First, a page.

12. I’m pretty sure that 20,000 leagues under the sea was open in December 1995 when I took my kids for the first time.

  13. I’m 22 and Stitch’s Great Escape terrifies me so I can only imagine what Alien Encounter would have been like.

  14. What I will miss most about the Great Movie Ride is that it was one of the last attractions exclusively for us old geezers. I sighed with nostalgic reflection when my kids would say, “who’s that old cowboy on the horse talking about pilgrims?” Or “what the hell does, here’s lookin’ at you kid, mean?” (And yes, my kids do occasionally use profane sentence enhancers ……and smoke the occasional unfiltered Lucky Strike. After all, your only 7 once.). I took great comfort watching the montage of movie clips at the end, knowing that my kids couldn’t name more than a few of them. “Who’s Stella daddy, and why is that guy screaming her name?” A private viewing just for me and Father Time. So to you, Great Movie Ride, I say “Do not go gentle into that good night, Old age should burn and rave at close of day; Rage, rage against the dying of the light……”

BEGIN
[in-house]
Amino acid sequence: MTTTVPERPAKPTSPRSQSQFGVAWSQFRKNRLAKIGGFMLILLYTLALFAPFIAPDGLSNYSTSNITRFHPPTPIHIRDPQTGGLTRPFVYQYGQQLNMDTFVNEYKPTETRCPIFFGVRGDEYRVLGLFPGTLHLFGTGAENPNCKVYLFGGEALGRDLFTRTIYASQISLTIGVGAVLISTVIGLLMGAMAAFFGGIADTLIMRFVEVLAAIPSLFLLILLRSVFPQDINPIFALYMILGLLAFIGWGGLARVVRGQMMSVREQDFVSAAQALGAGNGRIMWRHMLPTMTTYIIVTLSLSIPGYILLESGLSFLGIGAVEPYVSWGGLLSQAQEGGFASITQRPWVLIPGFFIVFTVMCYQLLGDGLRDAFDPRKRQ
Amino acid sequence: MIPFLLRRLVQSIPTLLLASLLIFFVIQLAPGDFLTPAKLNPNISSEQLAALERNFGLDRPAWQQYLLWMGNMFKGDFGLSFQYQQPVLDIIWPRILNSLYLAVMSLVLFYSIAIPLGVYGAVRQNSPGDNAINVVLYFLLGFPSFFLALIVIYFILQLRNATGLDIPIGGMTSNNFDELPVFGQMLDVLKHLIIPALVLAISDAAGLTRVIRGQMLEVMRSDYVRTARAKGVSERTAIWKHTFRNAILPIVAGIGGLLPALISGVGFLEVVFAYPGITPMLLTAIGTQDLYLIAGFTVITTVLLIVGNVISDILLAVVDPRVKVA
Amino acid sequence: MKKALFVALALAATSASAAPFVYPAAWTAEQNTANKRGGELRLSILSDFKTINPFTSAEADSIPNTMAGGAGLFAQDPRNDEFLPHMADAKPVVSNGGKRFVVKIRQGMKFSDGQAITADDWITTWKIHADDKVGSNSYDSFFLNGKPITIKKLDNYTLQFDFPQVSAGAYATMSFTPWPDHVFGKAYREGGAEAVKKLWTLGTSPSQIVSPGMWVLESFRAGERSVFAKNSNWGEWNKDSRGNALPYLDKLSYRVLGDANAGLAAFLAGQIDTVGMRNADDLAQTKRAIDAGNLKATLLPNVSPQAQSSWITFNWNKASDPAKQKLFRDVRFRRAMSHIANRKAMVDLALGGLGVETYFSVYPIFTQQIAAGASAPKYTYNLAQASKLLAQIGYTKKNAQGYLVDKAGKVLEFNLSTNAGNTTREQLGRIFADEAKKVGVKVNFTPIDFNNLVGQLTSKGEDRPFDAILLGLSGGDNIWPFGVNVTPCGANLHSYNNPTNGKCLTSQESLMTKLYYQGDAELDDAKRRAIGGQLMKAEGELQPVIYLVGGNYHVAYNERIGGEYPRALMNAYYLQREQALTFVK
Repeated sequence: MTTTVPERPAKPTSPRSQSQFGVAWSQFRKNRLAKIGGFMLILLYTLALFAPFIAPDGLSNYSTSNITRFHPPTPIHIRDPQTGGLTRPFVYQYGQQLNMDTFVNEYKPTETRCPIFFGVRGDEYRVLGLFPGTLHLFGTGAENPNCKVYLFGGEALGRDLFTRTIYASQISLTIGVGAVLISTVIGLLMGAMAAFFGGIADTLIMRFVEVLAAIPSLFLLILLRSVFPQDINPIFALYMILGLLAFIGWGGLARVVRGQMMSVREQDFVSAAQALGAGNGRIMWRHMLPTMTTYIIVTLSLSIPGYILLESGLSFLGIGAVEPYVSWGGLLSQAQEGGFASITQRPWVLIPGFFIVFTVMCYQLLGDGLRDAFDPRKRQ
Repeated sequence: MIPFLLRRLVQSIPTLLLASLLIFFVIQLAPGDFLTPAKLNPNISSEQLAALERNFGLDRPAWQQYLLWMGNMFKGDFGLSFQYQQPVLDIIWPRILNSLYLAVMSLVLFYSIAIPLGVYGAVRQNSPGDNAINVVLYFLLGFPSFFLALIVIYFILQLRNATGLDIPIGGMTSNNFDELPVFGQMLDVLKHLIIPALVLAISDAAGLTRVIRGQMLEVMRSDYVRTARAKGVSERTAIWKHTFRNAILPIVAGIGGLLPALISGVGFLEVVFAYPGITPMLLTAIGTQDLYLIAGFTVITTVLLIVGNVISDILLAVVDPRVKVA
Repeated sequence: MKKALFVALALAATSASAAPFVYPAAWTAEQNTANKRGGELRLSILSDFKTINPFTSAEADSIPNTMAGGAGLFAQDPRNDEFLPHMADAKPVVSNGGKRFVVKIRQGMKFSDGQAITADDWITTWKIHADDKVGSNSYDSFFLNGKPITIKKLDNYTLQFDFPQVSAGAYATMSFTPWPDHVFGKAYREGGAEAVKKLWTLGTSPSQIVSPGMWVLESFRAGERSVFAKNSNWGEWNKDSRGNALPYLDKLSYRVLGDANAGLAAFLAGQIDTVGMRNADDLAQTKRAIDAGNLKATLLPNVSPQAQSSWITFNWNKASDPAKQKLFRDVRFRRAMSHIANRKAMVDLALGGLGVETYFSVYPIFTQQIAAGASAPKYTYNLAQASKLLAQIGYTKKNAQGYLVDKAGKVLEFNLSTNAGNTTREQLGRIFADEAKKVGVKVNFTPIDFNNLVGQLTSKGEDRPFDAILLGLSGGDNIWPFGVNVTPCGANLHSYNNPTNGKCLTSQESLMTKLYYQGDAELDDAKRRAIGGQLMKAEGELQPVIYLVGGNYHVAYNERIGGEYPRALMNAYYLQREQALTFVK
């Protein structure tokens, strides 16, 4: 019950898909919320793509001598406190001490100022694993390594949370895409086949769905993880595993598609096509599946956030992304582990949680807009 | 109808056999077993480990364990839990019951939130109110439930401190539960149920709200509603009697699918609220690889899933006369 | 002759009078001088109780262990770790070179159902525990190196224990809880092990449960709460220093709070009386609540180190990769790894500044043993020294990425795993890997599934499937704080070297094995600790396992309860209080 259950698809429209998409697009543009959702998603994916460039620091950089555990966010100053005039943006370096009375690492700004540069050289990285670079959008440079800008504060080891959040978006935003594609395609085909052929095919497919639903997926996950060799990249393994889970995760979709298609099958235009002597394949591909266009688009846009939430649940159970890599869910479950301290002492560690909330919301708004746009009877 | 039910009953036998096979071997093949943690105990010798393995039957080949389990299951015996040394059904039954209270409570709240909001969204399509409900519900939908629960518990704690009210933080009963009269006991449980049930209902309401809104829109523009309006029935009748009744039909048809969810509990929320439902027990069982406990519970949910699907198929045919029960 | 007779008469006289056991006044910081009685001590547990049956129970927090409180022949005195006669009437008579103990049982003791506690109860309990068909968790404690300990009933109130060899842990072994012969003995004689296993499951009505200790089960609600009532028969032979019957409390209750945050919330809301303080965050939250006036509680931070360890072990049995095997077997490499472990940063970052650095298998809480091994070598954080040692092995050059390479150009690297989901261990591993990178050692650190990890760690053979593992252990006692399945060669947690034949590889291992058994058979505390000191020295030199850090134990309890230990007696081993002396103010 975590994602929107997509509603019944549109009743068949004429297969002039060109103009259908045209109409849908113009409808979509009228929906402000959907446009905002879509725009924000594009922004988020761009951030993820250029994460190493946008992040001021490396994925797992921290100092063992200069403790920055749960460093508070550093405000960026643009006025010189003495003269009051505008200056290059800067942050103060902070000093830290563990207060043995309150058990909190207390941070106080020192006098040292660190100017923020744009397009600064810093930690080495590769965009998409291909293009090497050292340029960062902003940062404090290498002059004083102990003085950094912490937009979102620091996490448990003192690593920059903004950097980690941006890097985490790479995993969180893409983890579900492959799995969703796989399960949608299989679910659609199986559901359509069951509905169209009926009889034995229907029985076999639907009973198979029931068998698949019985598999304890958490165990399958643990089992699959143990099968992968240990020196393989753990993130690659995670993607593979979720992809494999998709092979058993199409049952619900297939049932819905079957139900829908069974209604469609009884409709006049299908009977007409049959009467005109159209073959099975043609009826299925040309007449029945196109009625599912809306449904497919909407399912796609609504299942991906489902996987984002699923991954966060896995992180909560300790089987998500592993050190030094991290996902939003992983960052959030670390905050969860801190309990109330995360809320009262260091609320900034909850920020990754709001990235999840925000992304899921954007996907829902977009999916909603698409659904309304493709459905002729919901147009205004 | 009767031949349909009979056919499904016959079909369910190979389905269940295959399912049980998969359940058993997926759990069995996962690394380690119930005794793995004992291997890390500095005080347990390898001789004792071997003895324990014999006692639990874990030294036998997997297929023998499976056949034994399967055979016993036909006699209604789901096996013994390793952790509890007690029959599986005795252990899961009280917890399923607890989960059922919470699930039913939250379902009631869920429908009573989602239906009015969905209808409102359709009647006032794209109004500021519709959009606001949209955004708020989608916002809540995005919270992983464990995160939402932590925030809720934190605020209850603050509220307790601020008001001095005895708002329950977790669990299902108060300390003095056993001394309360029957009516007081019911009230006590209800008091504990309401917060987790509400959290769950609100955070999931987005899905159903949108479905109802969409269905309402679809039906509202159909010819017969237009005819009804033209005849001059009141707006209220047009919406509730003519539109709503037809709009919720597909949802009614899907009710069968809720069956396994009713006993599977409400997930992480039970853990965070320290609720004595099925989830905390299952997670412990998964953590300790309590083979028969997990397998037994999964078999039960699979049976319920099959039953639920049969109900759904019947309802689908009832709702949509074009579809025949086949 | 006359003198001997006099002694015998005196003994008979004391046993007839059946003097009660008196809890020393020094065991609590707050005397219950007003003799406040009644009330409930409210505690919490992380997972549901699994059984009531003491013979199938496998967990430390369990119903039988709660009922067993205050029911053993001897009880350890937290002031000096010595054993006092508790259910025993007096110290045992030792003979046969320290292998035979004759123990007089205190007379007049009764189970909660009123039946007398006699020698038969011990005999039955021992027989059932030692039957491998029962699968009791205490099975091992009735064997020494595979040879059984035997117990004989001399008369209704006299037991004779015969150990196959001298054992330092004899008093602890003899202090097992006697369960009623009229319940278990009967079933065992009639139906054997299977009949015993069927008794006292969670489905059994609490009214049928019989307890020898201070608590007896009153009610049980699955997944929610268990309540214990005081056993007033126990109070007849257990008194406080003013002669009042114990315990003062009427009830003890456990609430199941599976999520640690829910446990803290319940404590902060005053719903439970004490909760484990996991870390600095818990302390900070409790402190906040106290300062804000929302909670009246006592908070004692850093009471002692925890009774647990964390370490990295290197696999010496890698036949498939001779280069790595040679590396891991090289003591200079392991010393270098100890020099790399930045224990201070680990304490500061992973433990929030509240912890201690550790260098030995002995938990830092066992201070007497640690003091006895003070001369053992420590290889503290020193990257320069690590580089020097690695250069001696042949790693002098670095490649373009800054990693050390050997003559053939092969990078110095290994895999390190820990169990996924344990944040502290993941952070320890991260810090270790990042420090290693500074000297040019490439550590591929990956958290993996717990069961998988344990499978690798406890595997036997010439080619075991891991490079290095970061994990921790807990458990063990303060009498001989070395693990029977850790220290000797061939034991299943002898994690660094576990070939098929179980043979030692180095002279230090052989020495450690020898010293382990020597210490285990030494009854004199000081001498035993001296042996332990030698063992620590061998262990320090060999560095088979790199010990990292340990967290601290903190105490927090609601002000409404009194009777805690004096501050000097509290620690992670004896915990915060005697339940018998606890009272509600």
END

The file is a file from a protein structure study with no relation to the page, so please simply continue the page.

15. I will forever miss the Adventurer’s Club and the comedy club at the old Pleasure Island in Downtown Disney. Many an evening was spent with genuine belly laughs and companionship!

    1. Luckily I was fortunate enough to experience most of these lost gems. I am totally, with you… the one that hurts the most IS the Great Movie Ride. It closed 2 months before my last visit in 2017 and I didn’t get to give it a farewell. That ride had so much nostalgia and was so much fun. Admittedly, could have used an update, but truly a GREAT ride! Also was upset about the closing of the Energy Pavilion in EPCOT! The Dinosaurs were great!

  16. My dream was to move to Orlando when I retire and become a host on the Great Movie Ride! So crushed!